Directs the HHS Secretary to: (1) ensure that the Directors of NIH and BARDA and the Assistant Secretary for Preparedness and Response do not discontinue research, development, or procurement of a countermeasure identified because the Food and Drug Administration (FDA) has not approved or licensed the countermeasure for general use; and (2) require such Directors and Assistant Secretary to aggressively pursue innovative research, development, and procurement of each countermeasure identified.

Title IV: Foreign Relations Matters - (Sec. 401) Directs the Secretary of State to: (1) support efforts in other countries to develop mechanisms and capabilities for reporting to United Nations organizations validated data on biological attacks or other phenomena that may have serious health consequences for the United States; (2) establish and build capacity to effectively implement legislation criminalizing the development or use of biological weapons or acts of bioterrorism; (3) convene and lead an interagency task force on best practices for global biopreparedness; and (4) promote implementation of and compliance with the Biological and Toxin Weapons Convention.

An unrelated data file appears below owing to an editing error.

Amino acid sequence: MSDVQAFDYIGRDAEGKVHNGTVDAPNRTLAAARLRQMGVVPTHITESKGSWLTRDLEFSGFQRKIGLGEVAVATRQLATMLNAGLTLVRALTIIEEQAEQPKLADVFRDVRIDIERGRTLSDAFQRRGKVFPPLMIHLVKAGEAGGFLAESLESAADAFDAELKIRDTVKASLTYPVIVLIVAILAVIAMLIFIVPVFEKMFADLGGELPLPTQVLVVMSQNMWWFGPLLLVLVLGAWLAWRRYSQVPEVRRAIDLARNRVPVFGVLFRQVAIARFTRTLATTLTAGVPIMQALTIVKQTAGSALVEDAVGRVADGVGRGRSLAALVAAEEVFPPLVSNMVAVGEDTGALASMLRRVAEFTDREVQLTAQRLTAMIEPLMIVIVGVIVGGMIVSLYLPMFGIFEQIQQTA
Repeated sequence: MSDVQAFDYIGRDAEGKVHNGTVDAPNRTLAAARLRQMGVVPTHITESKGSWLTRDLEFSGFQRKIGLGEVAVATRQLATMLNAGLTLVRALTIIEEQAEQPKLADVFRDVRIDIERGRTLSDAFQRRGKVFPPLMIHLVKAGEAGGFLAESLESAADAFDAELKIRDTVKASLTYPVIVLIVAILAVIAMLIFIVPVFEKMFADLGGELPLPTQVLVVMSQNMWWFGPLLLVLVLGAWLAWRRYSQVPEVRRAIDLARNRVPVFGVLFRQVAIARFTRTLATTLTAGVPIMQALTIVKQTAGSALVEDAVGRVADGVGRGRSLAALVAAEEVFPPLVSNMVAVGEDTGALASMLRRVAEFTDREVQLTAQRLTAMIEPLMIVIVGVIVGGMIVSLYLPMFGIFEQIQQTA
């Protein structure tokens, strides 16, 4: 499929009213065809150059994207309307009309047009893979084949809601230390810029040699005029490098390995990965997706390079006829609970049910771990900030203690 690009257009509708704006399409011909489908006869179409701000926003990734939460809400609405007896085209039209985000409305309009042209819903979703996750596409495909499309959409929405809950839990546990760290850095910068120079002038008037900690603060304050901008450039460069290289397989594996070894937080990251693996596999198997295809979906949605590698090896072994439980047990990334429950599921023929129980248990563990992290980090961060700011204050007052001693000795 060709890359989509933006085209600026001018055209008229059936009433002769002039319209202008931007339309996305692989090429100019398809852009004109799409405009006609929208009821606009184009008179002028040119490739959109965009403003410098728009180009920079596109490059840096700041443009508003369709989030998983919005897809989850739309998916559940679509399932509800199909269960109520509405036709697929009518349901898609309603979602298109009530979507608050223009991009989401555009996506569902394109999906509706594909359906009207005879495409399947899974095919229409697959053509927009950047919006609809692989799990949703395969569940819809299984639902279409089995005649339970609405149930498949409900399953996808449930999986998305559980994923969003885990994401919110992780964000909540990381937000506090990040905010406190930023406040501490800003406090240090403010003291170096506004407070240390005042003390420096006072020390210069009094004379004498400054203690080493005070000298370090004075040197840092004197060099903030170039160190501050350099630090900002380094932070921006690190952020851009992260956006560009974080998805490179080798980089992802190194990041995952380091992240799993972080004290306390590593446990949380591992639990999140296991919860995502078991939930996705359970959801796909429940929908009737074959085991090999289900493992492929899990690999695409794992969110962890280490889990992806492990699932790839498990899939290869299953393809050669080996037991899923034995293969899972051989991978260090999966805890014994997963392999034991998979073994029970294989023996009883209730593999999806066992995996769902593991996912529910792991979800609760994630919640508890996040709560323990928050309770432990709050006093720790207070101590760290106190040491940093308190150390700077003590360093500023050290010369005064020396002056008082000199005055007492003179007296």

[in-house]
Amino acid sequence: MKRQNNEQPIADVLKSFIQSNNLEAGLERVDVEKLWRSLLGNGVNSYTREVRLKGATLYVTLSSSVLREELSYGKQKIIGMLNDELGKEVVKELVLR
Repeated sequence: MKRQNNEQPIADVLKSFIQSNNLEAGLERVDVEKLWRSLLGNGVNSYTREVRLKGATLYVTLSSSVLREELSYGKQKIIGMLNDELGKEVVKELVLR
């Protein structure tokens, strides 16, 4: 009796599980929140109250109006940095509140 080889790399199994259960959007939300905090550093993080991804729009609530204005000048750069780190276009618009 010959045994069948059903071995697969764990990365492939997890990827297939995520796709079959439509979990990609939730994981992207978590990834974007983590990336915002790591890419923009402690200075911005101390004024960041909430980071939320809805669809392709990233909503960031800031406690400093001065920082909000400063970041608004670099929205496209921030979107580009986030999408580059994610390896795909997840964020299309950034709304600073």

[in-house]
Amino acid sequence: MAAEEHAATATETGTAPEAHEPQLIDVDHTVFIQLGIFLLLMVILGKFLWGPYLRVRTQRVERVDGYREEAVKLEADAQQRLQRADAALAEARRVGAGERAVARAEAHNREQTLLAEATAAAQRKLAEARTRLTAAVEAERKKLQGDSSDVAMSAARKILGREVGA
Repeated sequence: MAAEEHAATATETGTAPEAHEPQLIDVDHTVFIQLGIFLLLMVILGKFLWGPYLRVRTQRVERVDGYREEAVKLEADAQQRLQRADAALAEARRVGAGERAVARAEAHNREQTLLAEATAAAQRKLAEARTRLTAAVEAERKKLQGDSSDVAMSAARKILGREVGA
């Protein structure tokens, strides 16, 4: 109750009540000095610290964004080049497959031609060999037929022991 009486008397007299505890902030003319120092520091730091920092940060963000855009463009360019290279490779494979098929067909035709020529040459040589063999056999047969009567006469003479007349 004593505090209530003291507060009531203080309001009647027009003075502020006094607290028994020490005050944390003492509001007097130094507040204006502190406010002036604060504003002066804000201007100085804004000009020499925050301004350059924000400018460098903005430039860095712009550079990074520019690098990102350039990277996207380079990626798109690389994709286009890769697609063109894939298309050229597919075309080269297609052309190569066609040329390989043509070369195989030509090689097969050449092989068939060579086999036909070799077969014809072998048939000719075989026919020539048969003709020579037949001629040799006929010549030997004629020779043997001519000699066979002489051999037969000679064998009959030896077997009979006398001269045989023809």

Expresses: (1) the sense of Congress that preparedness for a chemical, biological, radiological, or nuclear incident must be undertaken not only domestically but also internationally; and (2) support for efforts to provide an international forum for discussion of key health security policies with international dimensions; and (3) support for the establishment of a formal U.S. interagency task force to develop best practices and recommendations for implementation of a global preparedness architecture that could enhance global preparedness.